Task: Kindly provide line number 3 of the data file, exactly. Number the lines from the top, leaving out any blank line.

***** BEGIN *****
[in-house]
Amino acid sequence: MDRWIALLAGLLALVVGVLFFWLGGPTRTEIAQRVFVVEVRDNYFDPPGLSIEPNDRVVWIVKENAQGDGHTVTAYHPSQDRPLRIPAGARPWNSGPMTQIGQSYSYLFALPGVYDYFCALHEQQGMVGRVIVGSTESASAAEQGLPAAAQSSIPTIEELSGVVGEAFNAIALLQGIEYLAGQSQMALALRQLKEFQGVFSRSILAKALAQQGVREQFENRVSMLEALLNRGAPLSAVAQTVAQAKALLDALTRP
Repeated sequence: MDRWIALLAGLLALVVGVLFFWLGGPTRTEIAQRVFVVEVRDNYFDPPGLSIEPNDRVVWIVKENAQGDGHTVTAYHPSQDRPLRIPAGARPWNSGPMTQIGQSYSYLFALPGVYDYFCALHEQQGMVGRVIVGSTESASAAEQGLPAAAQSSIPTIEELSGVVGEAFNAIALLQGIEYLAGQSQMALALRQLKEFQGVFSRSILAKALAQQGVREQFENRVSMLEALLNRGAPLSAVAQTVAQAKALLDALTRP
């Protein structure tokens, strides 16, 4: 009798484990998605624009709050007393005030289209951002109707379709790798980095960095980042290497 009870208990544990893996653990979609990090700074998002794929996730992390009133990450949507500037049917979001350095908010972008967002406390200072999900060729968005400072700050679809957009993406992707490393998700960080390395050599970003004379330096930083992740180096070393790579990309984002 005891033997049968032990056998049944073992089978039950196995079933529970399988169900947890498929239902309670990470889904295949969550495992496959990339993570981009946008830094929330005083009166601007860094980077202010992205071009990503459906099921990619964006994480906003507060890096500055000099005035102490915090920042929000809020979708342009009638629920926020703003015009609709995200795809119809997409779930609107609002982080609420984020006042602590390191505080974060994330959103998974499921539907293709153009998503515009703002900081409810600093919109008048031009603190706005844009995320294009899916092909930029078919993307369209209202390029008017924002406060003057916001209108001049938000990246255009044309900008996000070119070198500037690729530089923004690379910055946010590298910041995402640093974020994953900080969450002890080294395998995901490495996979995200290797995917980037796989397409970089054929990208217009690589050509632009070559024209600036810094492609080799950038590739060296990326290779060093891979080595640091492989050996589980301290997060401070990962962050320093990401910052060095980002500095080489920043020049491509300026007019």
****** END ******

Repeated sequence: MDRWIALLAGLLALVVGVLFFWLGGPTRTEIAQRVFVVEVRDNYFDPPGLSIEPNDRVVWIVKENAQGDGHTVTAYHPSQDRPLRIPAGARPWNSGPMTQIGQSYSYLFALPGVYDYFCALHEQQGMVGRVIVGSTESASAAEQGLPAAAQSSIPTIEELSGVVGEAFNAIALLQGIEYLAGQSQMALALRQLKEFQGVFSRSILAKALAQQGVREQFENRVSMLEALLNRGAPLSAVAQTVAQAKALLDALTRP